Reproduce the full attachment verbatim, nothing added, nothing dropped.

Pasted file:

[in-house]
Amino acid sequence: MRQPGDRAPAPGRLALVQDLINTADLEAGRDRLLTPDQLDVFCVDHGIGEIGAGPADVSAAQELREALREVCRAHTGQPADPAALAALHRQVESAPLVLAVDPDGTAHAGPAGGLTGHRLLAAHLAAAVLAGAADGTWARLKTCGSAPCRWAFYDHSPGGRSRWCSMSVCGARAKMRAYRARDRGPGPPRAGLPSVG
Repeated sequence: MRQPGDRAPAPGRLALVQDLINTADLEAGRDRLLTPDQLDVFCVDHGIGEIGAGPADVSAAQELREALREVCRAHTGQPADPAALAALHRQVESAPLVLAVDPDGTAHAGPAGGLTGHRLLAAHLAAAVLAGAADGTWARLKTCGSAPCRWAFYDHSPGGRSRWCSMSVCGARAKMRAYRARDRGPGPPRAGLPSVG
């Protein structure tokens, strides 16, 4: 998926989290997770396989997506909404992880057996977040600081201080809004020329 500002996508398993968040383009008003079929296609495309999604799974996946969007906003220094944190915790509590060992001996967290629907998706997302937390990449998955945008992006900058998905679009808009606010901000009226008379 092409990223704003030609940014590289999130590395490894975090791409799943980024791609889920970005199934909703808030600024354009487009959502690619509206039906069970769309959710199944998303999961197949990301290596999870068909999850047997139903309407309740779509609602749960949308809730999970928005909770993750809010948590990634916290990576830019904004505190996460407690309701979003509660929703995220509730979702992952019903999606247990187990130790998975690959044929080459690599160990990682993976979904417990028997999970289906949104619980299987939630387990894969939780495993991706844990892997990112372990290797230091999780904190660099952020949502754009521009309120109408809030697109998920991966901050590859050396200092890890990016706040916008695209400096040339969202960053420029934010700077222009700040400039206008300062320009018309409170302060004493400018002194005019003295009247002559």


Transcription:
[in-house]
Amino acid sequence: MRQPGDRAPAPGRLALVQDLINTADLEAGRDRLLTPDQLDVFCVDHGIGEIGAGPADVSAAQELREALREVCRAHTGQPADPAALAALHRQVESAPLVLAVDPDGTAHAGPAGGLTGHRLLAAHLAAAVLAGAADGTWARLKTCGSAPCRWAFYDHSPGGRSRWCSMSVCGARAKMRAYRARDRGPGPPRAGLPSVG
Repeated sequence: MRQPGDRAPAPGRLALVQDLINTADLEAGRDRLLTPDQLDVFCVDHGIGEIGAGPADVSAAQELREALREVCRAHTGQPADPAALAALHRQVESAPLVLAVDPDGTAHAGPAGGLTGHRLLAAHLAAAVLAGAADGTWARLKTCGSAPCRWAFYDHSPGGRSRWCSMSVCGARAKMRAYRARDRGPGPPRAGLPSVG
């Protein structure tokens, strides 16, 4: 998926989290997770396989997506909404992880057996977040600081201080809004020329 500002996508398993968040383009008003079929296609495309999604799974996946969007906003220094944190915790509590060992001996967290629907998706997302937390990449998955945008992006900058998905679009808009606010901000009226008379 092409990223704003030609940014590289999130590395490894975090791409799943980024791609889920970005199934909703808030600024354009487009959502690619509206039906069970769309959710199944998303999961197949990301290596999870068909999850047997139903309407309740779509609602749960949308809730999970928005909770993750809010948590990634916290990576830019904004505190996460407690309701979003509660929703995220509730979702992952019903999606247990187990130790998975690959044929080459690599160990990682993976979904417990028997999970289906949104619980299987939630387990894969939780495993991706844990892997990112372990290797230091999780904190660099952020949502754009521009309120109408809030697109998920991966901050590859050396200092890890990016706040916008695209400096040339969202960053420029934010700077222009700040400039206008300062320009018309409170302060004493400018002194005019003295009247002559």